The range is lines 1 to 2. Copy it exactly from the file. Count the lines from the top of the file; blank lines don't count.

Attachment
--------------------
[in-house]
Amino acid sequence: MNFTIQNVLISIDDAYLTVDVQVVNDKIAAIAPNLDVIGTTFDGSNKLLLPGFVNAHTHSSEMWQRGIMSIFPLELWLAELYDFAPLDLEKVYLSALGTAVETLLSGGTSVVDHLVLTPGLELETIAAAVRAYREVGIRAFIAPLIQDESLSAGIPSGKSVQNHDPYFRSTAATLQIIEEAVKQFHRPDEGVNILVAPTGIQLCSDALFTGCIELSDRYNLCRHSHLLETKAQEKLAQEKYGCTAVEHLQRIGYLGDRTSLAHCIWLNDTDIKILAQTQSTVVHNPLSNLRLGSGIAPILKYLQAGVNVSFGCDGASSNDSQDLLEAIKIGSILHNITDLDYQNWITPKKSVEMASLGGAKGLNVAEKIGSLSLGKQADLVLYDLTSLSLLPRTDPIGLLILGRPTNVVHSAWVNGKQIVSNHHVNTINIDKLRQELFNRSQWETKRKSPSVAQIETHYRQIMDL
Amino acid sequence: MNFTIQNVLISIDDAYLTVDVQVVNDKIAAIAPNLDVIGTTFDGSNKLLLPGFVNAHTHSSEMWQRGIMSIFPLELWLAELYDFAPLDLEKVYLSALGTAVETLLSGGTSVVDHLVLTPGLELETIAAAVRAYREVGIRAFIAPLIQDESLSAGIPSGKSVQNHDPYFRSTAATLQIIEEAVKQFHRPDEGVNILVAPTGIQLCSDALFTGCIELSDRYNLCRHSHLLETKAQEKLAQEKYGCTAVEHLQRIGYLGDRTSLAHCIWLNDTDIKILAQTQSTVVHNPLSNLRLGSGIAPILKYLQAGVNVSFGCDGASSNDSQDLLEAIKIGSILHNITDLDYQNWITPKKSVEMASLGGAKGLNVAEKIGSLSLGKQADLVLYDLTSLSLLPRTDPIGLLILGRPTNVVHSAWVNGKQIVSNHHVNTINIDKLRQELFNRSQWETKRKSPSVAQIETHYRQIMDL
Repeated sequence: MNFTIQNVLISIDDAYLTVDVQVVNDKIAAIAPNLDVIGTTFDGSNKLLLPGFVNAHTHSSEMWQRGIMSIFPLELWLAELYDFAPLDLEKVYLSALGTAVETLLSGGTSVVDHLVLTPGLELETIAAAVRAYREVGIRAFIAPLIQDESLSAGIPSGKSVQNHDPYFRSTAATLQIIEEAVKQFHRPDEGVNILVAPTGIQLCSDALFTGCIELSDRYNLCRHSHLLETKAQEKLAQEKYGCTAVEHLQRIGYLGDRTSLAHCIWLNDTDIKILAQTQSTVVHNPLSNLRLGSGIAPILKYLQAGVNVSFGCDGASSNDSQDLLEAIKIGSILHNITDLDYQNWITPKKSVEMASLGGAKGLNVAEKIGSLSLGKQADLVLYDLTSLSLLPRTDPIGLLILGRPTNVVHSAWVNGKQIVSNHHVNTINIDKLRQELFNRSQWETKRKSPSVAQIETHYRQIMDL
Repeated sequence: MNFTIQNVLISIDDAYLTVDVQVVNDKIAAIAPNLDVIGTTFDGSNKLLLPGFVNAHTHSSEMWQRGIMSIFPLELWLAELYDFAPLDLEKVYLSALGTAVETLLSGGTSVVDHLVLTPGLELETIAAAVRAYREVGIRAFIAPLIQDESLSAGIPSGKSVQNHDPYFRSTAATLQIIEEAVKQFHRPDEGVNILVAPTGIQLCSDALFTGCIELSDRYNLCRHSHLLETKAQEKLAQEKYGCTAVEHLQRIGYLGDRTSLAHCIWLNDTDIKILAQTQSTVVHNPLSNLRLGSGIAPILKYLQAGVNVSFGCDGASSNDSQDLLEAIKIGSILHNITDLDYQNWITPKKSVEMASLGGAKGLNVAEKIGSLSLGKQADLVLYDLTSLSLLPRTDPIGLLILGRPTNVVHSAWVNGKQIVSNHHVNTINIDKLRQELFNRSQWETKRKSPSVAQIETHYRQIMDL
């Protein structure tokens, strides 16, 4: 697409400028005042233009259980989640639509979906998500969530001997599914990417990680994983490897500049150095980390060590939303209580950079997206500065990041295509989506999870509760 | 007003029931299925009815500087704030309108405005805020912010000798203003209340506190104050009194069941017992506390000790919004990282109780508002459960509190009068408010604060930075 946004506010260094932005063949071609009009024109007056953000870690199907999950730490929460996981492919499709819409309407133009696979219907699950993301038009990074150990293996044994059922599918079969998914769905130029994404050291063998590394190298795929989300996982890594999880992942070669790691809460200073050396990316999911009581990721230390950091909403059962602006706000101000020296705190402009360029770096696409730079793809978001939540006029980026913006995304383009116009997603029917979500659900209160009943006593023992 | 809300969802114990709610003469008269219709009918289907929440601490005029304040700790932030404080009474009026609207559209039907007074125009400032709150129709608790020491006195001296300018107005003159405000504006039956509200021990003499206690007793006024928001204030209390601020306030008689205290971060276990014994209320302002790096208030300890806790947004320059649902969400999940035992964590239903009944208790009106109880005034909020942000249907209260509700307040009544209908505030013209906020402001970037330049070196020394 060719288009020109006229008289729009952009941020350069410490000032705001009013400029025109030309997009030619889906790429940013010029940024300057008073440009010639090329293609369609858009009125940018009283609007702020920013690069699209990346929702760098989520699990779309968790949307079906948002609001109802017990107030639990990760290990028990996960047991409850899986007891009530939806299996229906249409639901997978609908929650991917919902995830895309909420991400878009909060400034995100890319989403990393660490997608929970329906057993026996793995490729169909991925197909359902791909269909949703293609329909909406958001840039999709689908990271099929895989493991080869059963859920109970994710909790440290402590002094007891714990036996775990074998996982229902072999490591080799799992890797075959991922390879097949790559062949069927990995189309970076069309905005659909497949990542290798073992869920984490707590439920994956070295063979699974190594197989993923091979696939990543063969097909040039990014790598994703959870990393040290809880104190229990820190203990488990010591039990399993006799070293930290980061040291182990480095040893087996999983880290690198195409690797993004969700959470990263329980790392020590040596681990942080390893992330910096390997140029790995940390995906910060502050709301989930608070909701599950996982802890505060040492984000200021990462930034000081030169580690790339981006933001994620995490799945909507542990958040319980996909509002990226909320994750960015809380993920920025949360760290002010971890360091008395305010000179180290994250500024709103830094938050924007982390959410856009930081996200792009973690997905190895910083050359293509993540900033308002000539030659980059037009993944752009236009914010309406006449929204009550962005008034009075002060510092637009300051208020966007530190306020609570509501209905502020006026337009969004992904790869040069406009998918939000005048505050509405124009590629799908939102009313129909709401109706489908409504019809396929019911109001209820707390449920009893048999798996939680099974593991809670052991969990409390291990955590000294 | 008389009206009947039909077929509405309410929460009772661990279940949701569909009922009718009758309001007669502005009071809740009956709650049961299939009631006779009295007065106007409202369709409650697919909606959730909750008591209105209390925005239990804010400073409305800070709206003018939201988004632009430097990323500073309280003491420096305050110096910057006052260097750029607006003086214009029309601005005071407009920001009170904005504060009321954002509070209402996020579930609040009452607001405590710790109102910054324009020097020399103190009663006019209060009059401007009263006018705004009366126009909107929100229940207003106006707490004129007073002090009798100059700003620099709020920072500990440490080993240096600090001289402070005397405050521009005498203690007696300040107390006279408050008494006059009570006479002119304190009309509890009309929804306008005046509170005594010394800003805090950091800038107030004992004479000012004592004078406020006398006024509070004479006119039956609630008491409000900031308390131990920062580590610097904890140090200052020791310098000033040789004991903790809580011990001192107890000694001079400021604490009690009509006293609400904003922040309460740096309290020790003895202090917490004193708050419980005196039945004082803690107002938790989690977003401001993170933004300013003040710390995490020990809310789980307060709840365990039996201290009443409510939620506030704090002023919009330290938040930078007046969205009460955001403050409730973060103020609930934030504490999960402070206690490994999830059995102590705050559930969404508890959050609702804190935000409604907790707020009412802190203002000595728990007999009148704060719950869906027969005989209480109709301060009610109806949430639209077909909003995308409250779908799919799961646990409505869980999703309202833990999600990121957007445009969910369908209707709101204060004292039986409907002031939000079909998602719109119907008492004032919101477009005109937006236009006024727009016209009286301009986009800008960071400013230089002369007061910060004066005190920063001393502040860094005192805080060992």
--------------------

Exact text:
[in-house]
Amino acid sequence: MNFTIQNVLISIDDAYLTVDVQVVNDKIAAIAPNLDVIGTTFDGSNKLLLPGFVNAHTHSSEMWQRGIMSIFPLELWLAELYDFAPLDLEKVYLSALGTAVETLLSGGTSVVDHLVLTPGLELETIAAAVRAYREVGIRAFIAPLIQDESLSAGIPSGKSVQNHDPYFRSTAATLQIIEEAVKQFHRPDEGVNILVAPTGIQLCSDALFTGCIELSDRYNLCRHSHLLETKAQEKLAQEKYGCTAVEHLQRIGYLGDRTSLAHCIWLNDTDIKILAQTQSTVVHNPLSNLRLGSGIAPILKYLQAGVNVSFGCDGASSNDSQDLLEAIKIGSILHNITDLDYQNWITPKKSVEMASLGGAKGLNVAEKIGSLSLGKQADLVLYDLTSLSLLPRTDPIGLLILGRPTNVVHSAWVNGKQIVSNHHVNTINIDKLRQELFNRSQWETKRKSPSVAQIETHYRQIMDL